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humanfactors engineering
human factors engineering n. See ergonomics. * * *
humangrowth hormone
human growth hormone n. See growth hormone. * * *
See human. * * *
/hyooh man"iks/ or, often, /yooh-/, n. (used with a sing. v.) the study of the nature or affairs of humankind. [1860-65; HUMAN + -ICS] * * *
humanimmunodeficiency virus
human immunodeficiency virus n. HIV. * * *
/hyooh"meuh niz'euhm/ or, often, /yooh"-/, n. 1. any system or mode of thought or action in which human interests, values, and dignity predominate. 2. devotion to or study of the ...
—humanistic, adj. —humanistically, adv. /hyooh"meuh nist/ or, often, /yooh"-/, n. 1. a person having a strong interest in or concern for human welfare, values, and ...
See humanist. * * *
humanistic psychology
Twentieth-century movement in psychology, developed largely in reaction against behaviourism and psychoanalysis, that emphasizes the importance of values, intentions, and meaning ...
See humanistic. * * *
/hyooh man'i tair"ee euhn/ or, often, /yooh-/, adj. 1. having concern for or helping to improve the welfare and happiness of people. 2. of or pertaining to ethical or theological ...
—humanitarianist, n. /hyooh man'i tair"ee euh niz'euhm/ or, often, /yooh-/, n. 1. humanitarian principles or practices. 2. Ethics. a. the doctrine that humanity's obligations ...
Humanité, L'
▪ French newspaper French“Humanity”       newspaper published in Paris, the organ of the French Communist Party (Parti Communiste Franƈais; PCF), and historically ...
Branches of knowledge that investigate human beings, their culture, and their self-expression. Distinguished from the physical and biological sciences and, sometimes, from the ...
/hyooh man"i tee/ or, often, /yooh-/, n., pl. humanities. 1. all human beings collectively; the human race; humankind. 2. the quality or condition of being human; human ...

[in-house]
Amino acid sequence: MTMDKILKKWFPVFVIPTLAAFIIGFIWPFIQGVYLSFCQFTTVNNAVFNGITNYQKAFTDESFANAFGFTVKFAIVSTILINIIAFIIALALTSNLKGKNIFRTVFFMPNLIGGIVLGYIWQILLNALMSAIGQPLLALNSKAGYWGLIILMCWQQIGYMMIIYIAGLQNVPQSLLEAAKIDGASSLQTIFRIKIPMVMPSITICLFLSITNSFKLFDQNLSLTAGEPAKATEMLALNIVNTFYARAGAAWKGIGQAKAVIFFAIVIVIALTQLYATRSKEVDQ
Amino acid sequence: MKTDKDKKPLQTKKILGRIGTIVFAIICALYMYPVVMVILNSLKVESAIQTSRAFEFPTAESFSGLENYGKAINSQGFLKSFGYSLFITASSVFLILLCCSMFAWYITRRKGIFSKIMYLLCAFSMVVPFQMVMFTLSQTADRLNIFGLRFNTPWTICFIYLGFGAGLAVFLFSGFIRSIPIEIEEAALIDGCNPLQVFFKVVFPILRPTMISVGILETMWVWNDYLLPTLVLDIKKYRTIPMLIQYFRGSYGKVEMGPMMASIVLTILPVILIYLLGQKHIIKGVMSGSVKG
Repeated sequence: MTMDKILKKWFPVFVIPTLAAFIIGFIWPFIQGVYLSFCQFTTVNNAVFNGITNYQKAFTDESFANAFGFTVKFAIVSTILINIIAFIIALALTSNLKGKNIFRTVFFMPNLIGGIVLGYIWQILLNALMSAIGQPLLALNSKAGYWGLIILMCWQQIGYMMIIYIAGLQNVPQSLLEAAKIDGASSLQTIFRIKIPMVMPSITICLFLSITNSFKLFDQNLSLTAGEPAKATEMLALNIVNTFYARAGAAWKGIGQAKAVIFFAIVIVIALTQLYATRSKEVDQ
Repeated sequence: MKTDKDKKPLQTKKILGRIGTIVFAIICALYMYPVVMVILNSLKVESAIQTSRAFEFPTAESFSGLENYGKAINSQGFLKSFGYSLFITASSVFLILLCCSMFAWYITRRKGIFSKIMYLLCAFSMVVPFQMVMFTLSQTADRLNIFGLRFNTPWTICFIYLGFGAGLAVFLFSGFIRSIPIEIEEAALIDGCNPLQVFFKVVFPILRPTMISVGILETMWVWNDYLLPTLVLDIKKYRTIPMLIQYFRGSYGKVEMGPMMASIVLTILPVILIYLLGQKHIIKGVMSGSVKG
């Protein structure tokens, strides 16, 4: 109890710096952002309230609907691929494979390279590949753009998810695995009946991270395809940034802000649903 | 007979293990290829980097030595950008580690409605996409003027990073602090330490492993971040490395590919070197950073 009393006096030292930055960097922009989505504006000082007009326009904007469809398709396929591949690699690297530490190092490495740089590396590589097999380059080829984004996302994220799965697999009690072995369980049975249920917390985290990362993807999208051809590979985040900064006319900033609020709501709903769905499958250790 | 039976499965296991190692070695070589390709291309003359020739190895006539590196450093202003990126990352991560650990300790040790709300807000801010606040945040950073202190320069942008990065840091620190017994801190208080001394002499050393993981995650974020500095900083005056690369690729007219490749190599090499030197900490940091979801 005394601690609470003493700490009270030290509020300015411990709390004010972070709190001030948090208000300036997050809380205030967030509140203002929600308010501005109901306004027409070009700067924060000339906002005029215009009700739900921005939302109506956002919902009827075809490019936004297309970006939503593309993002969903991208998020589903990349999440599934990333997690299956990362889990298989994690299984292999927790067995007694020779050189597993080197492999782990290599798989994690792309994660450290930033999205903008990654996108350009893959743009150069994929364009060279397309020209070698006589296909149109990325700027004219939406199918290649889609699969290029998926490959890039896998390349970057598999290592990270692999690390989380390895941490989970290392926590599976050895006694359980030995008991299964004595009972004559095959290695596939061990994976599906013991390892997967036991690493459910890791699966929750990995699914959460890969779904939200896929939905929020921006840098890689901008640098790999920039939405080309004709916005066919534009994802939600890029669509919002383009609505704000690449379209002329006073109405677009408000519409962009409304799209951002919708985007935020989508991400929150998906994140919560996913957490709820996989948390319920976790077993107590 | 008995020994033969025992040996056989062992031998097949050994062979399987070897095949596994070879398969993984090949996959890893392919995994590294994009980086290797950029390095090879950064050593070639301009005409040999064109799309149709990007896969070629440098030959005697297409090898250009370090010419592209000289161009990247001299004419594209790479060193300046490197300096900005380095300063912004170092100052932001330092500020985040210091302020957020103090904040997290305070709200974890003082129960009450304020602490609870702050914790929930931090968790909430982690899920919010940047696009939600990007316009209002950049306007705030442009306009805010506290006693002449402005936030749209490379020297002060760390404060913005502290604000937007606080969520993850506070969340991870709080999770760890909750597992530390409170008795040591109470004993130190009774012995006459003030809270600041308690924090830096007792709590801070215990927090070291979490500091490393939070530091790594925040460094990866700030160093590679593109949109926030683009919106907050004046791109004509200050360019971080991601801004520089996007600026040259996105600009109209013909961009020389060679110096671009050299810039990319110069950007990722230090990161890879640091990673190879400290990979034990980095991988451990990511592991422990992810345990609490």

See humanize. * * *
—humanization, n. —humanizer, n. /hyooh"meuh nuyz'/ or, often, /yooh"-/, v., humanized, humanizing. v.t. 1. to make humane, kind, or gentle. 2. to make human. v.i. 3. to ...
See humanization. * * *
/hyooh"meuhn kuynd', -kuynd"/ or, often, /yooh"-/, n. human beings collectively; the human race. [1635-45; from the phrase human kind; modeled on mankind] * * *
/hyooh"meuhn lee/ or, often, /yooh"-/, adv. 1. in a human manner. 2. by human means. 3. within the limits of human knowledge and capability: Is it humanly possible to predict the ...
Humann, Karl
▪ German archaeologist born Jan. 4, 1839, Steele, Prussia [Germany] died April 12, 1896, İzmir, Anatolia, Ottoman Empire [now in Turkey]       German engineer and ...
human nature n. The sum of qualities and traits shared by all humans. * * *
See humanhood. * * *
/hyooh"meuh noyd'/ or, often, /yooh"-/, adj. 1. having human characteristics or form; resembling human beings. n. 2. a humanoid being: to search for humanoids in outer ...
human pap·il·lo·ma·vi·rus (păp'ə-lōʹmə-vī'rəs) n. Abbr. HPV Any of various strains of papovavirus that cause warts, especially of the hands, feet, and genitals, with ...
human resources pl.n. 1. (used with a pl. verb) The persons employed in a business or organization; personnel. 2. (used with a sing. verb) The field of personnel recruitment and ...
human rights pl.n. The basic rights and freedoms to which all humans are entitled, often held to include the right to life and liberty, freedom of thought and expression, and ...
humanT-cell lymphotropic virus I
human T-cell lymphotropic virus I (tēʹsĕl') n. HTLV-I. * * *
humanT-cell lymphotropic virus III
human T-cell lymphotropic virus III n. HTLV-III. * * *
humanum est errare
/hooh mah"noom est erdd rddah"rdde/; Eng. /hyooh may"neuhm est e rair"ee, -mah"-/, Latin. to err is human. * * *
Seph. /khooh mahsh"/; Ashk. /khoo"meuhsh/, n., pl. Humashim Seph. /khooh mah sheem"/; Ashk. /khoo maw"shim/. Hebrew. the Pentateuch. Also, Chumash. [hummash, akin to hamesh ...
/hooh mah"yoohn/, n. 1508-56, Mogul emperor of Hindustan 1530-56 (son of Baber). * * * ▪ Mughal emperor also called  Nāṣin al-Dīn Muḥammad  born March 6, 1508, Kabul ...
Humbard, Rex
▪ 2008 the Rev. Alpha Rex Emmanuel Humbard        American televangelist born Aug. 13, 1919, Little Rock, Ark. died Sept. 21, 2007, Lantana, Fla. used the powerful ...
/hum"beuhr/, n. an estuary of the Ouse and Trent rivers in E England. 37 mi. (60 km) long. * * *
Humber Bridge
➡ Humber * * * ▪ bridge, Kingston upon Hull, England, United Kingdom   suspension bridge extending across the River Humber at Hessle about 5 miles (8 km) west of Kingston ...
Humber River
▪ river, Newfoundland, Canada       river on the western side of the island of Newfoundland, Can., rising in the Long Range Mountains, inland from St. Pauls Inlet. It ...
Humber, River